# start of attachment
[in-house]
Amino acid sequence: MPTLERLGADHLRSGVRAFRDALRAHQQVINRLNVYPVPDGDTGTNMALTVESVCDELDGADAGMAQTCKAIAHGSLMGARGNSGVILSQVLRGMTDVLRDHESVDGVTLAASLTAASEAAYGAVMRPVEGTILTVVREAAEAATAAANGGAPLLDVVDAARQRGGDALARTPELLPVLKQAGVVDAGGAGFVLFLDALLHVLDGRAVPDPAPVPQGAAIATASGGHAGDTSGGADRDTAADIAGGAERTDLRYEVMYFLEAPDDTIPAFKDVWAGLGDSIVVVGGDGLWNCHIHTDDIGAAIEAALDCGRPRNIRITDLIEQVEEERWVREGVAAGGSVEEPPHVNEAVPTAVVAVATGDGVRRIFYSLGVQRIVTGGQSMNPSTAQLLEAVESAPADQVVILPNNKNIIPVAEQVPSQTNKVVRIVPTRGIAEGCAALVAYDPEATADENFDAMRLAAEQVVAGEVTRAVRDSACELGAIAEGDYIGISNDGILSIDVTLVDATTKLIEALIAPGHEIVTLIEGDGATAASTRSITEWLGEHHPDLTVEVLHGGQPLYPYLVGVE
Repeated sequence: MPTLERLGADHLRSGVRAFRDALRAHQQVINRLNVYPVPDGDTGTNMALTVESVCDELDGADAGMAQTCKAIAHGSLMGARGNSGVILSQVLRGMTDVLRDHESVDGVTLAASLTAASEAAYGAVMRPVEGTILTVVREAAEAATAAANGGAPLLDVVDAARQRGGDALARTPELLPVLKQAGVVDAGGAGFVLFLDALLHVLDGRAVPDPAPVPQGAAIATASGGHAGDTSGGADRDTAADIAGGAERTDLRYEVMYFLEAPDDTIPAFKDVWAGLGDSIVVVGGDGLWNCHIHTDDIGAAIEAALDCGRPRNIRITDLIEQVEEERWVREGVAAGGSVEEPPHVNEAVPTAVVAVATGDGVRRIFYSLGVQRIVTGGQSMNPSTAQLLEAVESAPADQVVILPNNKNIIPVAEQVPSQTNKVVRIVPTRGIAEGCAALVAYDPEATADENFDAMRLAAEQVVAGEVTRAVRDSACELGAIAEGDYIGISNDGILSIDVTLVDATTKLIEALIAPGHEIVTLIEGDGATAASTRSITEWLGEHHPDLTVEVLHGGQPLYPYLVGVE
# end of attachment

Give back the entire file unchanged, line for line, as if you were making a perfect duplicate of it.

[in-house]
Amino acid sequence: MPTLERLGADHLRSGVRAFRDALRAHQQVINRLNVYPVPDGDTGTNMALTVESVCDELDGADAGMAQTCKAIAHGSLMGARGNSGVILSQVLRGMTDVLRDHESVDGVTLAASLTAASEAAYGAVMRPVEGTILTVVREAAEAATAAANGGAPLLDVVDAARQRGGDALARTPELLPVLKQAGVVDAGGAGFVLFLDALLHVLDGRAVPDPAPVPQGAAIATASGGHAGDTSGGADRDTAADIAGGAERTDLRYEVMYFLEAPDDTIPAFKDVWAGLGDSIVVVGGDGLWNCHIHTDDIGAAIEAALDCGRPRNIRITDLIEQVEEERWVREGVAAGGSVEEPPHVNEAVPTAVVAVATGDGVRRIFYSLGVQRIVTGGQSMNPSTAQLLEAVESAPADQVVILPNNKNIIPVAEQVPSQTNKVVRIVPTRGIAEGCAALVAYDPEATADENFDAMRLAAEQVVAGEVTRAVRDSACELGAIAEGDYIGISNDGILSIDVTLVDATTKLIEALIAPGHEIVTLIEGDGATAASTRSITEWLGEHHPDLTVEVLHGGQPLYPYLVGVE
Repeated sequence: MPTLERLGADHLRSGVRAFRDALRAHQQVINRLNVYPVPDGDTGTNMALTVESVCDELDGADAGMAQTCKAIAHGSLMGARGNSGVILSQVLRGMTDVLRDHESVDGVTLAASLTAASEAAYGAVMRPVEGTILTVVREAAEAATAAANGGAPLLDVVDAARQRGGDALARTPELLPVLKQAGVVDAGGAGFVLFLDALLHVLDGRAVPDPAPVPQGAAIATASGGHAGDTSGGADRDTAADIAGGAERTDLRYEVMYFLEAPDDTIPAFKDVWAGLGDSIVVVGGDGLWNCHIHTDDIGAAIEAALDCGRPRNIRITDLIEQVEEERWVREGVAAGGSVEEPPHVNEAVPTAVVAVATGDGVRRIFYSLGVQRIVTGGQSMNPSTAQLLEAVESAPADQVVILPNNKNIIPVAEQVPSQTNKVVRIVPTRGIAEGCAALVAYDPEATADENFDAMRLAAEQVVAGEVTRAVRDSACELGAIAEGDYIGISNDGILSIDVTLVDATTKLIEALIAPGHEIVTLIEGDGATAASTRSITEWLGEHHPDLTVEVLHGGQPLYPYLVGVE